# Can the decay rate of nuclear decay be proportional to the second/third exponent of number of nuclei?

A equation we all come across in high-school physics:

$$\frac{-dN}{dt}= kN$$ where N is number nuclei left

Is this always true for spontaneous nuclear decays? In chemistry, we find second, third order reactions. Similarly, has anyone found spontaneous decay where the decay rate is proportional not to the first exponent of remaining nuclei, rather to second or third exponent?

• Closely related: physics.stackexchange.com/questions/178233/… – Emilio Pisanty Jul 9 '17 at 13:05
• It's not the same @Emilo Pisanty – Mockingbird Jul 9 '17 at 13:07
• ... which is why I said it's related instead of a duplicate. Nevertheless, it does mean that you need to ask a sharper question: if your question is whether there are observations of decay that does not follow the simple exponential, then yes there are, as detailed in the link above. If you're asking whether there are observations of nuclear decay that specifically has the population derivative equal to a higher power of the population, then the answer is no, but you should make that clearer in the question. – Emilio Pisanty Jul 9 '17 at 13:13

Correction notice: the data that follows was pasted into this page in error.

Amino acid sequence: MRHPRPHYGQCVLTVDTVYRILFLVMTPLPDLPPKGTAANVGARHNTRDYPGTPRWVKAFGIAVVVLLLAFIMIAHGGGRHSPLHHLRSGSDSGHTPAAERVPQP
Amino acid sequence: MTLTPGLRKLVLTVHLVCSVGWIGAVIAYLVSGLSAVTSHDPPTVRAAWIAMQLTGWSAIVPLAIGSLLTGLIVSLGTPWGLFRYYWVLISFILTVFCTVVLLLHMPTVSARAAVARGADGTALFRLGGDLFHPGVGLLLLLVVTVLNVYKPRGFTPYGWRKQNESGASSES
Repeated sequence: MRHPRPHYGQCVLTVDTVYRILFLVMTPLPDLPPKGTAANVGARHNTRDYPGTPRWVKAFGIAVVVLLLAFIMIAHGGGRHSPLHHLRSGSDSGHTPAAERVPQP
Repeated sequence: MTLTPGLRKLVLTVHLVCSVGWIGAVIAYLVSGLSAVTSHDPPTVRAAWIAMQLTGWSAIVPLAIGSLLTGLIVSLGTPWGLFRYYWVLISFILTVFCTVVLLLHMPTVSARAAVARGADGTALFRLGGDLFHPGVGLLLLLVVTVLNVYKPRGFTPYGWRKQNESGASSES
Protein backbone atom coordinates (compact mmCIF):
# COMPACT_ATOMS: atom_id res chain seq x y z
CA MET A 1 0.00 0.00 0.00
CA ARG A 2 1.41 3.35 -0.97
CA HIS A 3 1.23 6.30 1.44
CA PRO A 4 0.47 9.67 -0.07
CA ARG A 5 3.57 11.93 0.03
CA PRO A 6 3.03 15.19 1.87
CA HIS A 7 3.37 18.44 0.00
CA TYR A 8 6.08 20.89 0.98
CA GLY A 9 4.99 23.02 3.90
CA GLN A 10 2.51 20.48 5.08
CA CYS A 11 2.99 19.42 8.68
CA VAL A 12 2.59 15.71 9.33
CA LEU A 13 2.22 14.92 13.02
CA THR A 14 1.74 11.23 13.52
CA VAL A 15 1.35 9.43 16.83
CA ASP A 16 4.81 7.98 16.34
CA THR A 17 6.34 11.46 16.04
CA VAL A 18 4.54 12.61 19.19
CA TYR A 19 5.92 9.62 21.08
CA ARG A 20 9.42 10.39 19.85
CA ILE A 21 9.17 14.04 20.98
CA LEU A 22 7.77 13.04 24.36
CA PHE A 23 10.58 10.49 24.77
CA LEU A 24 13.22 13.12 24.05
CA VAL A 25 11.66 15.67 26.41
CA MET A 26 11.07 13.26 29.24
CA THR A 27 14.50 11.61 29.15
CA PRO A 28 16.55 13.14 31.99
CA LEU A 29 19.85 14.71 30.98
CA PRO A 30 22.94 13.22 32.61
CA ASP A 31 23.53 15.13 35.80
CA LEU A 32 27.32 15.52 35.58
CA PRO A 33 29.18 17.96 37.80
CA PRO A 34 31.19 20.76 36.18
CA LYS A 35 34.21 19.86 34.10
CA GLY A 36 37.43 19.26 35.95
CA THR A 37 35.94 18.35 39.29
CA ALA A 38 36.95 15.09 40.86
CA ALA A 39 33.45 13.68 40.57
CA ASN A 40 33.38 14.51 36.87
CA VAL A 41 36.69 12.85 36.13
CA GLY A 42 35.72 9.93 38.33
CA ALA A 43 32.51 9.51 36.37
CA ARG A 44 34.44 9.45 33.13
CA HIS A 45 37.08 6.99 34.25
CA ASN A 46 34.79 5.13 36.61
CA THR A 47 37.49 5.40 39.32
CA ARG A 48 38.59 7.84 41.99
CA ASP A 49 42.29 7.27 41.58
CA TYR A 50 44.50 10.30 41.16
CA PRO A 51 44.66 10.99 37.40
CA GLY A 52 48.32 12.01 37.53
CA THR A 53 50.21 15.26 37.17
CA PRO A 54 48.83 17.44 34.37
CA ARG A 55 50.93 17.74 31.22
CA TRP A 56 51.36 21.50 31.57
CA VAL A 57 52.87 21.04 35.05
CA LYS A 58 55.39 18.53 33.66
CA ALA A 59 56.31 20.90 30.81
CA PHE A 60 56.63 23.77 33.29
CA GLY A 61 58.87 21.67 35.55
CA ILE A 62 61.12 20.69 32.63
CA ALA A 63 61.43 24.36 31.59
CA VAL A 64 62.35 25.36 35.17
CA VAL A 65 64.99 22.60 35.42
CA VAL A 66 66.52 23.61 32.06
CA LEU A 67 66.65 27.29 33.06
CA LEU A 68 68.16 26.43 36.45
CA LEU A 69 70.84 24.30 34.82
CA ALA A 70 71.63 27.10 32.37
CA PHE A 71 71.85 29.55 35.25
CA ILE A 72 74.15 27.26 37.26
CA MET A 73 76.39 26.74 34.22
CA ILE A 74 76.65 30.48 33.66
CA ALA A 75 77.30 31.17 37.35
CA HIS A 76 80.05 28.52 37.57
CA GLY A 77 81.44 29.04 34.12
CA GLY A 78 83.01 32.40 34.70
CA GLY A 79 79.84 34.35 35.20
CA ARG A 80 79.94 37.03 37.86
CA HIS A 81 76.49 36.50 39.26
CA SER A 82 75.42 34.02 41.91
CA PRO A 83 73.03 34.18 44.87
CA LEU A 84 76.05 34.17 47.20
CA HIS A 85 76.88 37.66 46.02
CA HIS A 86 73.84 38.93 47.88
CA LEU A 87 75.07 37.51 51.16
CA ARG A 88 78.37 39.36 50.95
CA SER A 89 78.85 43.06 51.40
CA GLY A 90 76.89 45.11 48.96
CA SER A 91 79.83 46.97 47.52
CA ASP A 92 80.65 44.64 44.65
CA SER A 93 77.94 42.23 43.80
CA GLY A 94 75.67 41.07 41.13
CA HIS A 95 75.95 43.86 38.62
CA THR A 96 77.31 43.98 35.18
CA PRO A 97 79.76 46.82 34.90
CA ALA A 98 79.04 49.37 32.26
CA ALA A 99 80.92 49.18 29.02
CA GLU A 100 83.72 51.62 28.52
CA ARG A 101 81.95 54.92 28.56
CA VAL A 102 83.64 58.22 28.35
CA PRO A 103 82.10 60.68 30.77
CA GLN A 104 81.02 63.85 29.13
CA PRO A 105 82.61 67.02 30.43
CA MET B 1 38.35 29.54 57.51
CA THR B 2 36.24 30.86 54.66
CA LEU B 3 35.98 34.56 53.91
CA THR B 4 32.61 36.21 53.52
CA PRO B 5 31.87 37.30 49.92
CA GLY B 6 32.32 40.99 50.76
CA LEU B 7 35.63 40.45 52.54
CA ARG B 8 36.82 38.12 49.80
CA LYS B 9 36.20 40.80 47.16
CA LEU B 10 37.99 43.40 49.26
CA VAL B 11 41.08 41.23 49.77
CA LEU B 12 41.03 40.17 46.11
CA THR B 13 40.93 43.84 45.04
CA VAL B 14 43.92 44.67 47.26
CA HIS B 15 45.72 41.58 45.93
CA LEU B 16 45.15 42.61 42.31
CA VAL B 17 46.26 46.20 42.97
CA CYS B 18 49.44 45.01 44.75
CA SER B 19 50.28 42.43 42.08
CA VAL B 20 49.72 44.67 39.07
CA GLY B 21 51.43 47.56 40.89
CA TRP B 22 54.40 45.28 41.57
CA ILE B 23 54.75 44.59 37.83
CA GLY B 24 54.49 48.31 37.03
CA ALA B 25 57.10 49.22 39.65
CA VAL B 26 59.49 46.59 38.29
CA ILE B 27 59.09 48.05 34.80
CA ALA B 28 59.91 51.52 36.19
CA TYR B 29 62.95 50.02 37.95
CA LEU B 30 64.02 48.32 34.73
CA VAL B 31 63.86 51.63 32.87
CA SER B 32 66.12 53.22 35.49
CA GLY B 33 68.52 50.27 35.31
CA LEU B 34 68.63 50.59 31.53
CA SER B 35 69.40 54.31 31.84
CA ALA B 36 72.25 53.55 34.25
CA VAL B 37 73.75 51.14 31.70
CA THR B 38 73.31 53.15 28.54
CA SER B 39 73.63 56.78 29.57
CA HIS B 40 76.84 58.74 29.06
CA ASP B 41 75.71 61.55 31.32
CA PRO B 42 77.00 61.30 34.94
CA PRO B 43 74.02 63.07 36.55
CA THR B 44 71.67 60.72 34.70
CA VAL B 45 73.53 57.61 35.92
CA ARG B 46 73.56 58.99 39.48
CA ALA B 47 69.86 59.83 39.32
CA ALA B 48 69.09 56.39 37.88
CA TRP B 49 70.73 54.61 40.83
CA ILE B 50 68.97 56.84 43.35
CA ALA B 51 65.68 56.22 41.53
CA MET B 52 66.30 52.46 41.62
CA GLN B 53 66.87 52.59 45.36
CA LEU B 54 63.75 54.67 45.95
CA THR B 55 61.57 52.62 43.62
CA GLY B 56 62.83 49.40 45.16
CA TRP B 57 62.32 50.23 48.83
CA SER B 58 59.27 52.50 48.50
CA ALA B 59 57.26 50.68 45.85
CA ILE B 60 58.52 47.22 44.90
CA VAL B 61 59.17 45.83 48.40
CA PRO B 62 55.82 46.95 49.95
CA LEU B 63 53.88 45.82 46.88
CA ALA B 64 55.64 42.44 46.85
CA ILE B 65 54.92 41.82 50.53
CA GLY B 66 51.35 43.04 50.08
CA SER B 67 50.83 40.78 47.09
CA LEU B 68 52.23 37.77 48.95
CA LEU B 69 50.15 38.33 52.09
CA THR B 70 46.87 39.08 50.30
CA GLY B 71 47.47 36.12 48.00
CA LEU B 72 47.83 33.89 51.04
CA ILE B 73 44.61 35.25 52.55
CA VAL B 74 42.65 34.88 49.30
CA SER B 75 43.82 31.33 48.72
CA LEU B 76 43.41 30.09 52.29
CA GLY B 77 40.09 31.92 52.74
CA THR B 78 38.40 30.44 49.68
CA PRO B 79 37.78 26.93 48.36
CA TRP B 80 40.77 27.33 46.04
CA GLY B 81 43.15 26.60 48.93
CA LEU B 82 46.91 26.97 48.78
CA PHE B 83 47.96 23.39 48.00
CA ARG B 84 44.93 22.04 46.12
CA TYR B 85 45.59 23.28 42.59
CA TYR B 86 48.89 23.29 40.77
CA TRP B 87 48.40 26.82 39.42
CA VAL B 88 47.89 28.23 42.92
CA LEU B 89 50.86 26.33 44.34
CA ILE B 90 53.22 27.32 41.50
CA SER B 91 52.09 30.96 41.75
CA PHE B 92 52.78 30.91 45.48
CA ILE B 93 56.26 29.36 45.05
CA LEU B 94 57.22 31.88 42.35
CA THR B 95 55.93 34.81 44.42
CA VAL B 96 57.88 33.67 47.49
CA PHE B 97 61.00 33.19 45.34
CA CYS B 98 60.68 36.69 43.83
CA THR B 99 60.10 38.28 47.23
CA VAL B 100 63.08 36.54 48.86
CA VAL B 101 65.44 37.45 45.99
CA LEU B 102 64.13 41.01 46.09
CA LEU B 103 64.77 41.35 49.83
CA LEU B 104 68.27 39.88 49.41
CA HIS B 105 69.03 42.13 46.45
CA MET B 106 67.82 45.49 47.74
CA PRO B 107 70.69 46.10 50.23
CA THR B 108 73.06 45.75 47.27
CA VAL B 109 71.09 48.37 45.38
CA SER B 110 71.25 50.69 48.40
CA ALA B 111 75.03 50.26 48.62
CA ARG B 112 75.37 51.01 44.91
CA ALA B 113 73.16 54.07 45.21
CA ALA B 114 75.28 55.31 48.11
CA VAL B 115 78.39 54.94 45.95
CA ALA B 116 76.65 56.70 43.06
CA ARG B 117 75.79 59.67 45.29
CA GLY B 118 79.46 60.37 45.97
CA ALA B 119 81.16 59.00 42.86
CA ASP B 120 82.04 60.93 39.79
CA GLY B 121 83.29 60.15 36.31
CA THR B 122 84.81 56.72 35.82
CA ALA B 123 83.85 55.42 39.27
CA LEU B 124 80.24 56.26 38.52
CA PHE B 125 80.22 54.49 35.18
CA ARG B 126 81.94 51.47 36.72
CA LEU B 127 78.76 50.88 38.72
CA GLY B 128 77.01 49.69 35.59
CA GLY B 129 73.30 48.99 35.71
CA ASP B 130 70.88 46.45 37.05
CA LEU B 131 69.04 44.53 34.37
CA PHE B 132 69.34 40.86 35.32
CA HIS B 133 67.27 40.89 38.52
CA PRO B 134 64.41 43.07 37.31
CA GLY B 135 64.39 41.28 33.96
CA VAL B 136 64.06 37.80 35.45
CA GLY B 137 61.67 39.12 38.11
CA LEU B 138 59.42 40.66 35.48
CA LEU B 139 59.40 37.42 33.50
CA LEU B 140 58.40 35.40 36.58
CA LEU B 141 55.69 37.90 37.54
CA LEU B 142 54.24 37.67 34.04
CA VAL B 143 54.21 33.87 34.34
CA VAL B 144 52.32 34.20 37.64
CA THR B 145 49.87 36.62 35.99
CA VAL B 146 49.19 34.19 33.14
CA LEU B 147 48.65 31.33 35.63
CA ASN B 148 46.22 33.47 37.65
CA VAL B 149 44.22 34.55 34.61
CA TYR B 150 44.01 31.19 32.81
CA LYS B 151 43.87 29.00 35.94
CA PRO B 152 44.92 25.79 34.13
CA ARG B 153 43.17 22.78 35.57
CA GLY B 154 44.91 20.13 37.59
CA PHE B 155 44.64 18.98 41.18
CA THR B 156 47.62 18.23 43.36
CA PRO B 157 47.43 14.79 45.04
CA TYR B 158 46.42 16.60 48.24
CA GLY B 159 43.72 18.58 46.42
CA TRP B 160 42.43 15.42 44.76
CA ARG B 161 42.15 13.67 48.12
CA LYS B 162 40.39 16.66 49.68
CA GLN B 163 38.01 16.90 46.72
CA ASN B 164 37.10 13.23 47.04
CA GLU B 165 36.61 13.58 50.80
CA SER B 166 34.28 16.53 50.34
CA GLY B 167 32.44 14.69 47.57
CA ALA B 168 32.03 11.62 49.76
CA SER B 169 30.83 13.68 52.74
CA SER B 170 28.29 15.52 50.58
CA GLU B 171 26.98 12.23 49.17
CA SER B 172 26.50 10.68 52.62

• See my edit. Want to suggest something? – Mockingbird Jul 9 '17 at 13:55
• If you want to make an analogy with chemical reactions, then you should probably be considering nuclear reactions, rather than spontaneous nuclear decay. For example, you could consider the cross-section for neutron or proton transfer reactions as a function of the number of nucleons (mass number) in the target and projectile. – Ben Crowell Jul 9 '17 at 15:34

## 1 Answer

The nuclear forces responsible for radioactive decay are short ranged and so isolated from other forces (such as the much weaker E\$M forces) that this results in the exponential decay law. I believe there have been experiments that demonstrate that these decays can be slightly affected by exposure to very strong E&M fields, but this is a special circumstance that normally does not occur. I would have to Google to find references to those experiments. I believe the experiments were conducted on nuclear isomers.

Edit: The experiments that I was remembering took place between 1998 and 2007, but a Google search reveals that those experiments have now been discredited. You may read about this episode here. The search terms that I used were: nuclear, isomer, decay, stimulated. If you follow the links resulting from this search, you may find the original sources.

• So what did you find? – Mockingbird Jul 10 '17 at 3:41
• @Mockingbird See my edit, – Lewis Miller Jul 11 '17 at 18:37